The human heart is a muscle. It possesses functional androgen receptors, and is growthresponsive to male steroid hormones. This fact partly accounts for men having a larger heart mass on average than women. Physical activity can also have a strong effect on the growth of the heart. Resistance exercise (anaerobic) tends to increase heart size by a thickening of the ventricular wall, usually without an equal expansion of the internal cavity. This is known as concentric remodeling. Endurance (aerobic) athletes, on the other hand, tend to increase heart size via expansion of the internal cavity, without significant thickening of the ventricles (eccentric remodeling). Even with concentric or eccentric remodeling, diastolic function usually remains normal in the athletic heart. The heart muscle is also dynamic. When regular training is removed from a conditioned athlete, the wall thickening and cavity expansion tend to reduce.
Anabolic steroid abusers are at risk for thickening of the left and right ventricular walls, known as ventricular hypertrophy. Hypertrophy of the left ventricle (the main pumping chamber) in particular is extensively documented in anabolic/androgenic steroid abusers. While left ventricular hypertrophy is, again, also found in natural power athletes, substanceabusing athletes tend to have a much more profound wall thickening. They also tend to develop pathological issues related to this thickening, including impaired diastolic function, and ultimately reduced heart efficiency. The level of impairment is closely associated with the dose and duration of steroid abuse. A left ventricle wall exceeding 13mm in thickness is rare naturally, and may be indicative of steroid-abuse or other causes. It may further suggest that pathological left ventricular hypertrophy has developed. Additional testing of such patients is recommended.
Left ventricular hypertrophy (LVH) is an independent predictor of mortality in overweight individuals with high blood pressure. It has also been linked to atrial fibrillation, ventricular arrhythmia, and sudden collapse and death. While LVH in non-steroid-using athletes tends to be without clinical significance, pathological increases in QT dispersion are noticed in steroid abusers with LVH. These changes tend to be similar to the increases in QT dispersion noted in hypertensive patients with LVH. Among other things, this could leave a steroid abusing individual more susceptible to a serious adverse event, including arrhythmia or heart attack. Isolated medical case studies of longtime steroid abusers support an association between LVH and related pathologies including ventricular tachycardia (arrhythmia originating in the left ventricle), left ventricular hypokinesis (weakened contraction of the left ventricle), and decreased ejection fraction (reduced pumping volume and efficiency).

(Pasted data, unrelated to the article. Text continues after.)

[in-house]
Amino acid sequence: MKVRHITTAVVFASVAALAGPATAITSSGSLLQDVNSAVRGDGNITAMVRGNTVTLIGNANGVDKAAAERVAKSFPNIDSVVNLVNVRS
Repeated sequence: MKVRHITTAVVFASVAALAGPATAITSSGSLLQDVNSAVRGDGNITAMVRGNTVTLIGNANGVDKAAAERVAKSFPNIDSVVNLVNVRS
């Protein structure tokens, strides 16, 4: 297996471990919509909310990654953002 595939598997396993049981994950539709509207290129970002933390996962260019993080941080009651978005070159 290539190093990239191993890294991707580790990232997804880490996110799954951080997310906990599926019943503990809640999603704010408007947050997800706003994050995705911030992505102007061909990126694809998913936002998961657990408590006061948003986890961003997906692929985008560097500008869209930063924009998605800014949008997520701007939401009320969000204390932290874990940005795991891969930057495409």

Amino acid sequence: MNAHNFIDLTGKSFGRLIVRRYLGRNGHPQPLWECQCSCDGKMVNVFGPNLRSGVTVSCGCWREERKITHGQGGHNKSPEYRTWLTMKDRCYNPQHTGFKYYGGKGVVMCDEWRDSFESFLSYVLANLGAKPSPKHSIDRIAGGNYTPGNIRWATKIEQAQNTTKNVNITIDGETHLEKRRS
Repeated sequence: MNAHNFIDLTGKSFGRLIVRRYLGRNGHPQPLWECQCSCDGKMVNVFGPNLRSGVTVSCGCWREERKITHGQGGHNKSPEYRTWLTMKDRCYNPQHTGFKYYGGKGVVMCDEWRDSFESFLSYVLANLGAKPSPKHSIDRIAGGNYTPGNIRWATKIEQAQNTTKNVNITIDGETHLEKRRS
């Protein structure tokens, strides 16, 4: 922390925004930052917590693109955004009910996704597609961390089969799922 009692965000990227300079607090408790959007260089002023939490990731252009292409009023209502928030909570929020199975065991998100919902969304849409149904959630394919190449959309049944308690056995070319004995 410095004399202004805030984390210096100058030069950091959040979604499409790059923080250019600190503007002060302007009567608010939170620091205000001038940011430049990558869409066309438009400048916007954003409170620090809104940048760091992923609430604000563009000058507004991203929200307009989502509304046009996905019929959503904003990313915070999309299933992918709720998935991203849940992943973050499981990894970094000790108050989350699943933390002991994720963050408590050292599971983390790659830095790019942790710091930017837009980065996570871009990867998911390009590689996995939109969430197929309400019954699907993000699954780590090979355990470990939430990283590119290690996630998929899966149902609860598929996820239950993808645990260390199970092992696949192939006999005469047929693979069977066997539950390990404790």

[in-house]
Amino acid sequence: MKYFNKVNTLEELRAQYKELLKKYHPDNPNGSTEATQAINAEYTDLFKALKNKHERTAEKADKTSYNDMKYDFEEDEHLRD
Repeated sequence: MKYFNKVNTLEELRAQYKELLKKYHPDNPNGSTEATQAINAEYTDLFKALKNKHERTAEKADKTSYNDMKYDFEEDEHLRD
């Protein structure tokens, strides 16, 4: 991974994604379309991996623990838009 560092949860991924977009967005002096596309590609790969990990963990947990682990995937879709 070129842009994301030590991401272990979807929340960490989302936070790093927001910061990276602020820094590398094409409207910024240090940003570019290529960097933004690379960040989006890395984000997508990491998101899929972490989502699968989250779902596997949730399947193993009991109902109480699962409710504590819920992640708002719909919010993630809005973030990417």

Heart mass can increase or decrease in relation to the current state of anabolic/steroid use, the average dosage, and duration of intake. Likewise, the heart usually begins to reduce in size once anabolic/androgenic steroids are no longer being used. This effect is similar to the way the heart will reduce in size once an athlete no longer follows a rigorous training schedule. Even with this effect, however, some changes in heart muscle size and function caused by the drugs may persist. Studies examining the effects of steroid use and withdrawal on left ventricular hypertrophy noted that athletic subjects who abstained from steroid abuse for at least several years still had a slightly greater degree of concentric left ventricular hypertrophy compared to non-steroid-using athletic controls. The disposition of pathological left ventricular hypertrophy following long-term steroid abuse and then abstinence remains the subject of investigation and debate.
Wlliam Llewellyn (2011) - Anabolics